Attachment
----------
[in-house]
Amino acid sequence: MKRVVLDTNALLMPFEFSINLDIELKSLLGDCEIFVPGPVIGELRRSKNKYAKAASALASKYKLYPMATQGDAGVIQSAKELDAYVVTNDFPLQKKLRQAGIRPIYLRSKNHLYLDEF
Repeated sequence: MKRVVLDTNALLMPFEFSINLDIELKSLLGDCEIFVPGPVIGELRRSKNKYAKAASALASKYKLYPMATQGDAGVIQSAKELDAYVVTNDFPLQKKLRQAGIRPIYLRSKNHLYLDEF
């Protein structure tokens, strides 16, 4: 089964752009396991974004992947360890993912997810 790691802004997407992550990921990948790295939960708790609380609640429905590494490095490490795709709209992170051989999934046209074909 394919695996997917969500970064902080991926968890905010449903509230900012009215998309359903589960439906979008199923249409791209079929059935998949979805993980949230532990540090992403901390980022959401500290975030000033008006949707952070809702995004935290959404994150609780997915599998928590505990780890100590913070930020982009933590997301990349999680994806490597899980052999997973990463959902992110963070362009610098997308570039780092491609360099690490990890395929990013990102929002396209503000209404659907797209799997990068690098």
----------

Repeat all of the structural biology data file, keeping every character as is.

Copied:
[in-house]
Amino acid sequence: MKRVVLDTNALLMPFEFSINLDIELKSLLGDCEIFVPGPVIGELRRSKNKYAKAASALASKYKLYPMATQGDAGVIQSAKELDAYVVTNDFPLQKKLRQAGIRPIYLRSKNHLYLDEF
Repeated sequence: MKRVVLDTNALLMPFEFSINLDIELKSLLGDCEIFVPGPVIGELRRSKNKYAKAASALASKYKLYPMATQGDAGVIQSAKELDAYVVTNDFPLQKKLRQAGIRPIYLRSKNHLYLDEF
């Protein structure tokens, strides 16, 4: 089964752009396991974004992947360890993912997810 790691802004997407992550990921990948790295939960708790609380609640429905590494490095490490795709709209992170051989999934046209074909 394919695996997917969500970064902080991926968890905010449903509230900012009215998309359903589960439906979008199923249409791209079929059935998949979805993980949230532990540090992403901390980022959401500290975030000033008006949707952070809702995004935290959404994150609780997915599998928590505990780890100590913070930020982009933590997301990349999680994806490597899980052999997973990463959902992110963070362009610098997308570039780092491609360099690490990890395929990013990102929002396209503000209404659907797209799997990068690098």